Dillon finished the 2000 season with a team record 1,435 yards rushing. Don’t forget he had two games against the  record setting Super Bowl champion Raven’s defense that ranked #2, and two more vs. Tennessee’s ranked at #1. What would he have done had he played in a less stout division defense-wise??

What would he have done behind a line like the Dallas wall with Larry Allen??

In 7 years he only played once with a Pro Bowl lineman.  That was T Willie Anderson in 2003. By then he was splitting time with Rudi Johnson. In that same year Chad Johnson (Ocho Cinco) made the Pro Bowl. Other than that he played with NO Pro Bowl players for all that time. In those circumstances he ran for 1,000 yards in 6 of 7 seasons. In stark contrast Emmitt Smith’s line had 16 Pro Bowl Linemen and TEs between 1991-1995 alone. But alas he was traded to the New England Patriots for a second round pick when he failed to rush for 1,000 in 2003.

What did the Patriots get??

Try the driving force for their back to back championship season of 2004. He wasn’t just a member of that team. Dillon ran for a Patriots team record 1,635 yards and 13TDs & was the closer for the best of the three champions in their dynasty. He had 9 100 yard performances that year and the playoff clinching win came against Cincinnati. Where he received the game ball from Bill Belichick.

The Patriots went on to win Super Bowl XXXIX 24-21 which validated the career of Corey Dillon. For his career he rushed for 11,241 yards and 82 TDs. Dillon is one of a select few to set the franchise record in rushing for multiple teams. As the argument heats up about the candidacy of other power runners like Eddie George and Jerome Bettis, neither showed the exhibition of power and speed Dillon displayed. Not to record breaking levels. He had 7 1,000 yard seasons and was a world champion. What could have become of Dillon’s career had he more talent around him??

One of history's best power runners.

One of history’s best power runners.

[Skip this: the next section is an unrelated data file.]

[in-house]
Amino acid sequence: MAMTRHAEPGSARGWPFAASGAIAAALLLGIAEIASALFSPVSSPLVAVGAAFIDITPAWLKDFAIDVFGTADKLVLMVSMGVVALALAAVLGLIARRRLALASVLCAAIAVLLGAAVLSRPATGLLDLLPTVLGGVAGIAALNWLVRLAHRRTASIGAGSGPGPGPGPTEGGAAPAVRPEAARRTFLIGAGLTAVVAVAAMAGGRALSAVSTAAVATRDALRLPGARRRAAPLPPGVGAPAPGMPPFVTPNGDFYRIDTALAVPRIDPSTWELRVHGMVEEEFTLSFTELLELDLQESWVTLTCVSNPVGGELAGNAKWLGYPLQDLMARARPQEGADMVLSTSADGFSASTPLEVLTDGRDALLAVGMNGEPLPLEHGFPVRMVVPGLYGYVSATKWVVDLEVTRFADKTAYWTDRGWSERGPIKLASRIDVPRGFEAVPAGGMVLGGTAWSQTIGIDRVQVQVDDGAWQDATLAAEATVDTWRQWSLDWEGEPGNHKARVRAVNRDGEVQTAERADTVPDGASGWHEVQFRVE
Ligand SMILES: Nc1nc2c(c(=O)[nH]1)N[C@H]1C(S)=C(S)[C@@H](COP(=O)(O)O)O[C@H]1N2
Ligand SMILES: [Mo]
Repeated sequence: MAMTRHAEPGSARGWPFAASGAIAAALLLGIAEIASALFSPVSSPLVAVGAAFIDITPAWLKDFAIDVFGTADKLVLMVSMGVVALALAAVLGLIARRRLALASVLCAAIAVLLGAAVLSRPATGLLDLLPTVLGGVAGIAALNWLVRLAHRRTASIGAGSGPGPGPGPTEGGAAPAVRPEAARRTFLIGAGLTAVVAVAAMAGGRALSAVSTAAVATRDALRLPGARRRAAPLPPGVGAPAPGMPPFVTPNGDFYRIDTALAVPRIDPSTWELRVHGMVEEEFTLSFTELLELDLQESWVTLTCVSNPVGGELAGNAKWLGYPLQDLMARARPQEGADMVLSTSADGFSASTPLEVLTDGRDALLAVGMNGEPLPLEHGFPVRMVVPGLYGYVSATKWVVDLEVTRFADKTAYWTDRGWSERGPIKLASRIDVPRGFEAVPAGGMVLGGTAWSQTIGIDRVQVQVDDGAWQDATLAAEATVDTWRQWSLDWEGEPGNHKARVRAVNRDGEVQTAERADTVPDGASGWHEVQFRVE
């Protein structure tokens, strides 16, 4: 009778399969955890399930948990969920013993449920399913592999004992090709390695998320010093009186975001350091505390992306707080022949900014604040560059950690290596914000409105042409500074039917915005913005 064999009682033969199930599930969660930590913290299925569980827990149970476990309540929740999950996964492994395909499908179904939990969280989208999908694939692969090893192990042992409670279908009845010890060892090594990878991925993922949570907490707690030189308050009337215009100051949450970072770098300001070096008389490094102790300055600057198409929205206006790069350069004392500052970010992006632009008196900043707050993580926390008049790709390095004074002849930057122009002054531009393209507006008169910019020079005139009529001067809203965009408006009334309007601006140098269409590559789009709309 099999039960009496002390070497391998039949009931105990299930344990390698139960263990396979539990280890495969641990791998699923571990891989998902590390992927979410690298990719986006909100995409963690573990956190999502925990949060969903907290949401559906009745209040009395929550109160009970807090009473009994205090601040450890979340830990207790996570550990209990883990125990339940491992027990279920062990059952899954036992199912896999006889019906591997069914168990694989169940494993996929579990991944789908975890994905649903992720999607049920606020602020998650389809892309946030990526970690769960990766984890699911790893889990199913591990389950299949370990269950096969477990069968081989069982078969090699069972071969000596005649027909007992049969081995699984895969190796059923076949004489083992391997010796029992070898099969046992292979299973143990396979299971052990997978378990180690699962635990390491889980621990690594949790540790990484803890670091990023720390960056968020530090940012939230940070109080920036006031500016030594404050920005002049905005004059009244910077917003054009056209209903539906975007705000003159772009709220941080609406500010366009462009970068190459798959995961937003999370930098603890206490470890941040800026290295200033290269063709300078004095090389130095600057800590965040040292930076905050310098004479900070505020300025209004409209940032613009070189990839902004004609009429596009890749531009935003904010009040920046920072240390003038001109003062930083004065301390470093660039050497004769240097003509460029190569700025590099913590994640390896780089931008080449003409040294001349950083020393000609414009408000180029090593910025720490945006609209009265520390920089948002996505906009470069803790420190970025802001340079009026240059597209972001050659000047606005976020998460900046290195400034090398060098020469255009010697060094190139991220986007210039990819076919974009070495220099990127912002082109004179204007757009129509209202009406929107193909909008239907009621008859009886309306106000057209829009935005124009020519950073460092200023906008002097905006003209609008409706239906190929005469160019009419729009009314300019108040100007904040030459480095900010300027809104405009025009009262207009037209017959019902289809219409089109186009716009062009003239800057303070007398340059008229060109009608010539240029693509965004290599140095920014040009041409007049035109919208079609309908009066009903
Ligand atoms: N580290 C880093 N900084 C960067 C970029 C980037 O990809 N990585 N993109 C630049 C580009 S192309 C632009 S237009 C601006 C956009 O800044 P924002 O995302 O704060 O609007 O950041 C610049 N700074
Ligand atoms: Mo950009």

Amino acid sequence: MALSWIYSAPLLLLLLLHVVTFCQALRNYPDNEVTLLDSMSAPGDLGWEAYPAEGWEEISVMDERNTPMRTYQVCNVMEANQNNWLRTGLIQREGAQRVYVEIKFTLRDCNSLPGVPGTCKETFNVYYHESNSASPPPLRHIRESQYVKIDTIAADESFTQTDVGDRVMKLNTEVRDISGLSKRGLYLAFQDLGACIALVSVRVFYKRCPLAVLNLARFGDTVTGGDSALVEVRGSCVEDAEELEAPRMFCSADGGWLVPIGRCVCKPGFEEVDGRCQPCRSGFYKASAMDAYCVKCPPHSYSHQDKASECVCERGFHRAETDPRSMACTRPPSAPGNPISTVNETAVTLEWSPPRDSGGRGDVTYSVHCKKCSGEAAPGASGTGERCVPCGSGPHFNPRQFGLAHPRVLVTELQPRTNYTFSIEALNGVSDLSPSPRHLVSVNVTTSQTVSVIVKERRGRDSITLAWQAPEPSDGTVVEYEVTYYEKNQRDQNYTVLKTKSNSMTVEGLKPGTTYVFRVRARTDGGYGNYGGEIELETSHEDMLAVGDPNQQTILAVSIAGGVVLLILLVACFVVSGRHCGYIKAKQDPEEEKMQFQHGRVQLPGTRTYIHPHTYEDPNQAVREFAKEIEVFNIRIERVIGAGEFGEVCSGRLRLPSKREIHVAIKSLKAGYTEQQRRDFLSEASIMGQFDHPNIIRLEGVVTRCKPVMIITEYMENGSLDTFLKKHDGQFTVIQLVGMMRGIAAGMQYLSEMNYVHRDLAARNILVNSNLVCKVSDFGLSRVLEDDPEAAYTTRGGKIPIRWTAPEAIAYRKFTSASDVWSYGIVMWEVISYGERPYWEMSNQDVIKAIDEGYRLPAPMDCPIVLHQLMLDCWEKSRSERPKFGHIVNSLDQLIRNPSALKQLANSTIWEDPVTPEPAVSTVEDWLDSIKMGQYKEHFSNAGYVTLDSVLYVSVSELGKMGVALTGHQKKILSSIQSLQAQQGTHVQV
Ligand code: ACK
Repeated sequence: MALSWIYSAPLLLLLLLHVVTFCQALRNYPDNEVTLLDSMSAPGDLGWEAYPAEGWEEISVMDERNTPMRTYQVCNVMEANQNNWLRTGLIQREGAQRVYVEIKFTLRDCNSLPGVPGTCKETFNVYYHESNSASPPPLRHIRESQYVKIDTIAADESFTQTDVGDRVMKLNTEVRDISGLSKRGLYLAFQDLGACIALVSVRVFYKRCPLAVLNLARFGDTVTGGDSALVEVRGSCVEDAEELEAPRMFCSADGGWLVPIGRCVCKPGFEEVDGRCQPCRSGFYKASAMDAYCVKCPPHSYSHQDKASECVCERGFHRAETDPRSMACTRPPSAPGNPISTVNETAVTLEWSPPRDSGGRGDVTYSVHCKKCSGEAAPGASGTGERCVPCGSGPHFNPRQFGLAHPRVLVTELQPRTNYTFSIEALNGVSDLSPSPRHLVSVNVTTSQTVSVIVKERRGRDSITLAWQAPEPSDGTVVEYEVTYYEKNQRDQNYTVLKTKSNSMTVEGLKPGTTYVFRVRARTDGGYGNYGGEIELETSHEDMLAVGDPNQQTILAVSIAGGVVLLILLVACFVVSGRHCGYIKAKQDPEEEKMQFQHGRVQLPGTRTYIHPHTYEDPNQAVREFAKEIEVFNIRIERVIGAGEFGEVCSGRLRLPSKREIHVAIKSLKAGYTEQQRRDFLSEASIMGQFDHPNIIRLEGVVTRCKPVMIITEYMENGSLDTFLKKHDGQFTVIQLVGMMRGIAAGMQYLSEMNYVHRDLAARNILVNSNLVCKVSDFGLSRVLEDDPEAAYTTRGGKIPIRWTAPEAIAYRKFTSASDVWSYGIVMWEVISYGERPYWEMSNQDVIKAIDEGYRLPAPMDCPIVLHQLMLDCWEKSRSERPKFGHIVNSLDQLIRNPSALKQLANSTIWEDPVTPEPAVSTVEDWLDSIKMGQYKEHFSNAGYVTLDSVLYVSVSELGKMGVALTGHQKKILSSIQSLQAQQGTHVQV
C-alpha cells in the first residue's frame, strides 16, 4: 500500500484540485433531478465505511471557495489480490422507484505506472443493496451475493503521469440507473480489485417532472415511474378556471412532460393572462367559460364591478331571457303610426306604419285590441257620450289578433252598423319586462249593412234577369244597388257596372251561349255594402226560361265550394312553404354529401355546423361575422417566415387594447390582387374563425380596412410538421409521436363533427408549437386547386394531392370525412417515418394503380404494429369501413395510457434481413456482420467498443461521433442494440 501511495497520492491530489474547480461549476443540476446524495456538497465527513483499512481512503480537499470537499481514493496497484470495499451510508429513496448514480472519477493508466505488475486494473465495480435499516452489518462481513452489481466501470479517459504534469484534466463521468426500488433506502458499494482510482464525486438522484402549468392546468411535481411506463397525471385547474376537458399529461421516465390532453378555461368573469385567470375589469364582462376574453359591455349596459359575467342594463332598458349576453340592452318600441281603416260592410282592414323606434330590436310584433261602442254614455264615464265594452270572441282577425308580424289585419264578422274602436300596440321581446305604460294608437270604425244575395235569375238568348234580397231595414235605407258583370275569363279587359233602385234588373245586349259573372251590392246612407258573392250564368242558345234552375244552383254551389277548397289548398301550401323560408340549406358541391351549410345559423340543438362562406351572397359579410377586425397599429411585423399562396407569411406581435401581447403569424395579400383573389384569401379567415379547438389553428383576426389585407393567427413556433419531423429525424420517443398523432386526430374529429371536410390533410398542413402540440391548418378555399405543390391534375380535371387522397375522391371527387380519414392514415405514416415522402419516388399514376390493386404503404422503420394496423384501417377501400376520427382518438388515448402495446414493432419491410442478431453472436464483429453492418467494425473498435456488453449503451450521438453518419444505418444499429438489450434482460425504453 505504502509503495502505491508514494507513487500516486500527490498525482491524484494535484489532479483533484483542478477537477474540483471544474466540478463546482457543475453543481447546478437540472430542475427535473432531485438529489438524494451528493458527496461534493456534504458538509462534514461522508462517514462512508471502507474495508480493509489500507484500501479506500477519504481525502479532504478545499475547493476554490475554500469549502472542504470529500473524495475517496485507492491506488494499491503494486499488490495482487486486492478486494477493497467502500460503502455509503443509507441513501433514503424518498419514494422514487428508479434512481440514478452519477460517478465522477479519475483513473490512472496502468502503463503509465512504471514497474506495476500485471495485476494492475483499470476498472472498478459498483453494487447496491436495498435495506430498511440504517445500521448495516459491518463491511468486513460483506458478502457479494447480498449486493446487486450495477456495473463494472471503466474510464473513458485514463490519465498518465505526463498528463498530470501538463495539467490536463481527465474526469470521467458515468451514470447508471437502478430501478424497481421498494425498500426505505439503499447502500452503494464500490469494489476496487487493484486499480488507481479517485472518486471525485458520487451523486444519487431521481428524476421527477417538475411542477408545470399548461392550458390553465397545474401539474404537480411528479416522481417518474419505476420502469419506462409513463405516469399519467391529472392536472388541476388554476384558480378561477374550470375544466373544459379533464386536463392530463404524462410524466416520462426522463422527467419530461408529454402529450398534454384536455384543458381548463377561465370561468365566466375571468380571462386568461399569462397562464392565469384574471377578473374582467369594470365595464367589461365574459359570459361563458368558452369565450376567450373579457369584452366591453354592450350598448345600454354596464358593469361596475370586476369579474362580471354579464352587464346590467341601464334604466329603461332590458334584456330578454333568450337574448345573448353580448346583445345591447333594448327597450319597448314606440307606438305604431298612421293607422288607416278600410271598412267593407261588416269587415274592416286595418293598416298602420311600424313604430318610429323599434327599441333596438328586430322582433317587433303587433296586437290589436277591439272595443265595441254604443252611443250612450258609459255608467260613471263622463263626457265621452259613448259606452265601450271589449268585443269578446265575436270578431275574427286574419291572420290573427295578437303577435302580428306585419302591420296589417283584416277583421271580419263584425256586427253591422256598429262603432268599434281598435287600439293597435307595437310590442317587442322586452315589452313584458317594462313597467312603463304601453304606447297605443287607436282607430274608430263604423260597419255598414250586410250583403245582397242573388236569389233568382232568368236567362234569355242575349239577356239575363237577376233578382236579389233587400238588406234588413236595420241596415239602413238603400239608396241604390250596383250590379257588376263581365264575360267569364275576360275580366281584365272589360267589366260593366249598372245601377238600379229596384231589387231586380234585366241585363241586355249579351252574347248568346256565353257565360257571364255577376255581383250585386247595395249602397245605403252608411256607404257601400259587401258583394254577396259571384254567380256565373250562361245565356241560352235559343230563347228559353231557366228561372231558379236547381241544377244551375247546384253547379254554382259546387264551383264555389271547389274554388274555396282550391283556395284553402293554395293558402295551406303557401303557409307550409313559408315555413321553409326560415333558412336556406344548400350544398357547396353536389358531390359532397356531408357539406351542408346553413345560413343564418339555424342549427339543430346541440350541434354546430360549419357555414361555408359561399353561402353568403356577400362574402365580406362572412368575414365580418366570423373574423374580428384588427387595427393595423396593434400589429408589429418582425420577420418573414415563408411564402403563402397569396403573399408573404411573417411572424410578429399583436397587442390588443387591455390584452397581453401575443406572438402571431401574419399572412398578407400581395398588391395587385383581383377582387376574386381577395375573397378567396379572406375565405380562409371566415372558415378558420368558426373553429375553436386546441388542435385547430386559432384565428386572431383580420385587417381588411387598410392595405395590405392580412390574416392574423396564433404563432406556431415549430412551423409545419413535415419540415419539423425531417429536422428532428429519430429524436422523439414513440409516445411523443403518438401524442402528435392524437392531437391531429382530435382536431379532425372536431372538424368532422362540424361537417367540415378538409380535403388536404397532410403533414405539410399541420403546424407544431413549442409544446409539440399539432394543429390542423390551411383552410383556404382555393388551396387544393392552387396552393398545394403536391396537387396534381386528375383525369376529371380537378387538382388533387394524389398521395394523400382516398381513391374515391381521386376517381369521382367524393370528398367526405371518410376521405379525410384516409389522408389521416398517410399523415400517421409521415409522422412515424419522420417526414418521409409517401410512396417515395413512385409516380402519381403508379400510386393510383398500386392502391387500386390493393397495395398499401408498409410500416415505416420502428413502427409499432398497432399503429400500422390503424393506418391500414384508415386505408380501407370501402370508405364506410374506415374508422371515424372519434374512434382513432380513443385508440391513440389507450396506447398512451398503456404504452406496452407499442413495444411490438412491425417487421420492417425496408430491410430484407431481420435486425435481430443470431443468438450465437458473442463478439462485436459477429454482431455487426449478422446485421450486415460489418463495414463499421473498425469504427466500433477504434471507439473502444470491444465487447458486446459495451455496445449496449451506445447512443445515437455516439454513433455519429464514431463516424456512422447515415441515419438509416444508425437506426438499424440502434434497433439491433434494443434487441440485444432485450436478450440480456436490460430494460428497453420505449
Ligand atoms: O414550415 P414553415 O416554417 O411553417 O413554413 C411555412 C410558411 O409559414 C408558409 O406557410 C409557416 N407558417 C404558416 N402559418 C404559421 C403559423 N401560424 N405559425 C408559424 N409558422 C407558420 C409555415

For induction into the Pro Football Hall of Fame, I present to you Corey Dillon.

On This Date In 1994: Jerry Rice Eclipses Jim Brown’s Touchdown Record

On this date 18 years ago, Jerry Rice scored this touchdown against the Raiders. It was his 127th touchdown to break the record of legendary running back Jim Brown.

On the first Monday Night Game of the 1994 season, there was an outside chance Jerry Rice could break Jim Brown’s touchdown record of 126. He entered the season with 124 and was in the prime of his career. The San Francisco 49ers were retooling their team to take down their arch nemesis in the Dallas Cowboys who bested them in the last two NFC Championships. At this time fellow Hall of Fame member Michael Irvin was starting to move into the “best receiver in the NFL” talk as well. All of this kept an already certain Hall of Famer Jerry Rice motivated.

In came the Los Angeles Raiders who had been a playoff team the year before. They had a defense that ranked 9th overall in 1993, and fifth against the pass. To bolster their defensive secondary they signed free agent CB Albert Lewis formerly of the Kansas City Chiefs. The Raiders had just lost Howie Long to retirement yet thought this game would show they were still among the league’s elite. Surely with a young Terry McDaniel and Albert Lewis manning the corners they would stop Rice in the season opener…right??

In what was a microcosm of the 1994 season, the 49ers slaughtered the Raiders 44-14 on national television. This was the great 49er team that signed Deion Sanders, who went on to be NFL Defensive Player of the Year, and multiple free agents from the 1993 Pro Bowl. They would coast to a fifth Super Bowl trophy four months later.

Looking back at how great that team was with Sanders, Ricky Jackson, Richard Dent, Steve Young, and Jerry Rice all in the Pro Football Hall of Fame now was the greatest of the 1990s. In fact it was one of the best in history and the man who led by example on this day 18 years ago became the all time touchdown record holder. His record of 208 touchdowns will never be broken.

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The Chancellor Weighs In: LaDainian Tomlinson Retires

Tomlinson set to retire as a Charger on Monday.

We’re hours away from the retirement of a future Hall of Famer when Tomlinson takes the podium. In the history of the NFL, Tomlinson is an evolutionary link to great runners of the past.  Ernie Nevers, Steve Van Buren, Jim Brown, OJ Simpson Continue reading